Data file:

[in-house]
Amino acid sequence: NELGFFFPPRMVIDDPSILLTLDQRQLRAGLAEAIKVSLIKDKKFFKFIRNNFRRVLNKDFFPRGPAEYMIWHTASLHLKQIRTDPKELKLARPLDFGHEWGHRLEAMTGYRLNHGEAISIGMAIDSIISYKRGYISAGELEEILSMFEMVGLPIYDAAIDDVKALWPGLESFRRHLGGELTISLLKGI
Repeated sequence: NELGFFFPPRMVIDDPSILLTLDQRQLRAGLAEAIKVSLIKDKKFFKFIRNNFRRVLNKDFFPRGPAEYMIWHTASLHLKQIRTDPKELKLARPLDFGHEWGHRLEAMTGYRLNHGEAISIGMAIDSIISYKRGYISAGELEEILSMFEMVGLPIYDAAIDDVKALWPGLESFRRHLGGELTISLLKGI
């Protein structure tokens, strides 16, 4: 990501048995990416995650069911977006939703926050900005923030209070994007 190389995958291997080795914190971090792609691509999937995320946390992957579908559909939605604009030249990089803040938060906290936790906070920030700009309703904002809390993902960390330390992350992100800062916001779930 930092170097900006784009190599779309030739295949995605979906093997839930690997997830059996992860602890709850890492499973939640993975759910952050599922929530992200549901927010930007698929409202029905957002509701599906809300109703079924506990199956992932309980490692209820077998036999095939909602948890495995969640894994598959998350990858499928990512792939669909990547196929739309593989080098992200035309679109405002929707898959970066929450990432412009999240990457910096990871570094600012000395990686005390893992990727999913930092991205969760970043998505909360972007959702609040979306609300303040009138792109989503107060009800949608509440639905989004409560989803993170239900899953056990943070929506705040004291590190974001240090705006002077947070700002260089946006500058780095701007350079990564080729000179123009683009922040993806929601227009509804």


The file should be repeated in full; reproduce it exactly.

[in-house]
Amino acid sequence: NELGFFFPPRMVIDDPSILLTLDQRQLRAGLAEAIKVSLIKDKKFFKFIRNNFRRVLNKDFFPRGPAEYMIWHTASLHLKQIRTDPKELKLARPLDFGHEWGHRLEAMTGYRLNHGEAISIGMAIDSIISYKRGYISAGELEEILSMFEMVGLPIYDAAIDDVKALWPGLESFRRHLGGELTISLLKGI
Repeated sequence: NELGFFFPPRMVIDDPSILLTLDQRQLRAGLAEAIKVSLIKDKKFFKFIRNNFRRVLNKDFFPRGPAEYMIWHTASLHLKQIRTDPKELKLARPLDFGHEWGHRLEAMTGYRLNHGEAISIGMAIDSIISYKRGYISAGELEEILSMFEMVGLPIYDAAIDDVKALWPGLESFRRHLGGELTISLLKGI
């Protein structure tokens, strides 16, 4: 990501048995990416995650069911977006939703926050900005923030209070994007 190389995958291997080795914190971090792609691509999937995320946390992957579908559909939605604009030249990089803040938060906290936790906070920030700009309703904002809390993902960390330390992350992100800062916001779930 930092170097900006784009190599779309030739295949995605979906093997839930690997997830059996992860602890709850890492499973939640993975759910952050599922929530992200549901927010930007698929409202029905957002509701599906809300109703079924506990199956992932309980490692209820077998036999095939909602948890495995969640894994598959998350990858499928990512792939669909990547196929739309593989080098992200035309679109405002929707898959970066929450990432412009999240990457910096990871570094600012000395990686005390893992990727999913930092991205969760970043998505909360972007959702609040979306609300303040009138792109989503107060009800949608509440639905989004409560989803993170239900899953056990943070929506705040004291590190974001240090705006002077947070700002260089946006500058780095701007350079990564080729000179123009683009922040993806929601227009509804």